About Margery Kempe:
Known for: religious autobiography - the first autobiography written in English, though it was not found until the 20th century
Occupation: mystic, autobiographer
Dates: about 1373 - about 1440
Also known as: Margery Kempe of Lynn
- Mother: unknown
- Father: John Kempe, merchant, 5-time mayor of Lynn
- Siblings: unknown
- husband: John Kempe (married 1393; burgess)
- children: 14
More About Margery Kempe:
Born about 1373 in Norfolk, England, Margery married John Kempe in 1393, and had fourteen children with him. She was involved in several commercial ventures: operating a grain mill and a brewery. The Kempes were part of the commercial and mercantile middle class.
Shortly after the birth of their first child, Margery Kempe had a series of religious visions. Years later, in 1413 when she was about 40 years old, Margery Kempe took a vow of chastity, and convinced her husband to take one as well. In 1414 she began a series of pilgrimages to holy sites in Europe. She visited Jerusalem, Rome, Santiago de Compstela in Spain, Norway, and the Holy Roman Empire (Germany).
In 1436-1438, Margery Kempe dictated her religious autobiography to two scribes (she apparently could not write). The book included her visions and religious experience, and was known as The Book of Margery Kempe. There is only one surviving manuscript, a fifteenth century copy; the original is lost. Wynkyn de Word published some extracts in the sixteenth century and attributed them to an "anchoress."
Margery Kempe's book includes conversations with Christ and Mary. Many of the visions include references to domestic life: for example, swaddling infants. The book tells of her religious life, and includes quite a bit about her pilgrimages. The book also contains some prayers.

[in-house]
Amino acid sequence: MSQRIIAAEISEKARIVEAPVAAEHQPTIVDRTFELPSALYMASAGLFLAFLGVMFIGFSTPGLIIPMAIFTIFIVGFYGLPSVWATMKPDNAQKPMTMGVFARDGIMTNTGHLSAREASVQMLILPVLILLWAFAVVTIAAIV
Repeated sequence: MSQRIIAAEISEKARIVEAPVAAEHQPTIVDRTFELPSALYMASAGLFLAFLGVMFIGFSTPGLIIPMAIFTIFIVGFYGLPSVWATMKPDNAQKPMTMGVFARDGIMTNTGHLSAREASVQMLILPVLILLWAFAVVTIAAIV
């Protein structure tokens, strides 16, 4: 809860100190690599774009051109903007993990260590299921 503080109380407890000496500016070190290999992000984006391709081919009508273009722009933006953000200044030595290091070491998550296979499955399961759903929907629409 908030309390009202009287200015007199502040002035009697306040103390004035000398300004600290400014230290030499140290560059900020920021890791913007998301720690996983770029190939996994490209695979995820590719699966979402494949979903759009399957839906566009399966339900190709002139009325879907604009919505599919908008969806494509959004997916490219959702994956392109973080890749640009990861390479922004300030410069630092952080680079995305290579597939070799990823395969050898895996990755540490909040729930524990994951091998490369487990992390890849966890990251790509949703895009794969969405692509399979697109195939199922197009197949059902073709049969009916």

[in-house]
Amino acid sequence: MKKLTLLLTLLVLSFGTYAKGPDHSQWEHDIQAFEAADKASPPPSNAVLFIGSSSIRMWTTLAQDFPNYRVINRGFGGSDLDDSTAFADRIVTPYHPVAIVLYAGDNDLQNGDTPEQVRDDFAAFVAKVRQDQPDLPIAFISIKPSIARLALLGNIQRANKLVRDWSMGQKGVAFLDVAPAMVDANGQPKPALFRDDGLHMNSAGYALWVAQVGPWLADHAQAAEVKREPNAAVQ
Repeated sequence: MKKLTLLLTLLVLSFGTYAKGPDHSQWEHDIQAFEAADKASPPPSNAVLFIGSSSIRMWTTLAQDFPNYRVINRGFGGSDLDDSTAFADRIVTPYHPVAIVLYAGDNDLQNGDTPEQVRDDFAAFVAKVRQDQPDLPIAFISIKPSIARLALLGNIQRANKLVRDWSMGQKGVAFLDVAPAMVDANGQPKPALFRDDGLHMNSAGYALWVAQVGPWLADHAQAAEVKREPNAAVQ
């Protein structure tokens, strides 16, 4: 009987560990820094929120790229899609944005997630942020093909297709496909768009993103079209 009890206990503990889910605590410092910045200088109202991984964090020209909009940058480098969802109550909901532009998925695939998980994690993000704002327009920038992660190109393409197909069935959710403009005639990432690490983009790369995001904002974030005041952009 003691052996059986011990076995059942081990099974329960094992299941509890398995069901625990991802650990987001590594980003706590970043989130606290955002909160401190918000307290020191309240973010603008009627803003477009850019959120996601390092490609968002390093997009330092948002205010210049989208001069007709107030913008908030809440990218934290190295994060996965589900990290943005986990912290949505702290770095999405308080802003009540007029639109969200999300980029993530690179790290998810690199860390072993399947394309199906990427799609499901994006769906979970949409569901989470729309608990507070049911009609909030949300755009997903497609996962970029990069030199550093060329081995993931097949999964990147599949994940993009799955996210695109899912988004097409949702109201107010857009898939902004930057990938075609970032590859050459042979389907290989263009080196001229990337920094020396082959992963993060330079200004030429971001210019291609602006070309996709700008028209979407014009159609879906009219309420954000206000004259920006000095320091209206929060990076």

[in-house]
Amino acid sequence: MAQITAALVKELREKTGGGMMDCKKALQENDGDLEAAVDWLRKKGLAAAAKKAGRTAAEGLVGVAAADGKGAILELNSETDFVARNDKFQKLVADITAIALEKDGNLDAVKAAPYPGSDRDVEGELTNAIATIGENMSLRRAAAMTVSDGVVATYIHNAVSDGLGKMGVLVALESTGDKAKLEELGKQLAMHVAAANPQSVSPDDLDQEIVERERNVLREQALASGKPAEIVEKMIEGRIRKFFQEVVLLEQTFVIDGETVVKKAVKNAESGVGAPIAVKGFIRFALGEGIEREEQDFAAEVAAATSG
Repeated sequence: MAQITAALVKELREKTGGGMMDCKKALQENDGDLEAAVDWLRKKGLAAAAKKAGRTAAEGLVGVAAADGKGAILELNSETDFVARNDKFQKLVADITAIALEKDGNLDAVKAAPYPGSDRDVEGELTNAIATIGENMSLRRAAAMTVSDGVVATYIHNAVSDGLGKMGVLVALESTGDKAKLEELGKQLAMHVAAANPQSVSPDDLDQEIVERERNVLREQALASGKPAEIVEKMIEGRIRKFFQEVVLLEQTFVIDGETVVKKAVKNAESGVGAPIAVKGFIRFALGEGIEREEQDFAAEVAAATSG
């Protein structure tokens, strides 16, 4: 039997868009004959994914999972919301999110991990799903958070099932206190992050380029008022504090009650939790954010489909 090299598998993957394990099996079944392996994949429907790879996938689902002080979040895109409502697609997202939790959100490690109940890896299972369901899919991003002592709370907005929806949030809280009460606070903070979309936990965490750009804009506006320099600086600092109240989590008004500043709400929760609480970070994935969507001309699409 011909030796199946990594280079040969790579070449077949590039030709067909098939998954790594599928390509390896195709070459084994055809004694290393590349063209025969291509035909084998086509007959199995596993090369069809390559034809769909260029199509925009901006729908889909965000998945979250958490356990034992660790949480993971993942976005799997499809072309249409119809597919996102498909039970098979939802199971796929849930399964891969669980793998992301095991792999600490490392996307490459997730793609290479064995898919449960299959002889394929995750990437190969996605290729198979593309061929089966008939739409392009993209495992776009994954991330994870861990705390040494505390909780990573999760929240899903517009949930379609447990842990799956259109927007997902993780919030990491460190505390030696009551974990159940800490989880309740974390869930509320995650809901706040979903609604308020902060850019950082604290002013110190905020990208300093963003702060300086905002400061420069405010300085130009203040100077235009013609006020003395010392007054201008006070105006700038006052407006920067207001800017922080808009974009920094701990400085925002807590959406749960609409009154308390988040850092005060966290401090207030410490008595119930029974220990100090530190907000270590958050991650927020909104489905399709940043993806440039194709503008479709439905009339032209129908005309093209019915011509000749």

Margery Kempe not only had religious visions -- she also sometimes interrupted religious services to argue with the clergy. Church authorities had her arrested and imprisoned for heresy, but they later found her innocent and released her.
In her later years, Margery Kempe visited Julian of Norwich, apparently to see if Julian agreed that her visions were authentic; that is, that they were in accord with church doctrine.
The fifteenth century copy of The Book of Margery Kempe was found in a private library in 1934, and is now in the British Library. It was first published in modern language in 1936 and in Middle English four years later.
Books About Margery Kempe:
Writing Religious Women: Female Spiritual and Textual Practices in Late Medieval England. Edited by Denis Renevey and Christiania Whitehead. 2000.
Many journal articles address Margery Kempe and her religious practice.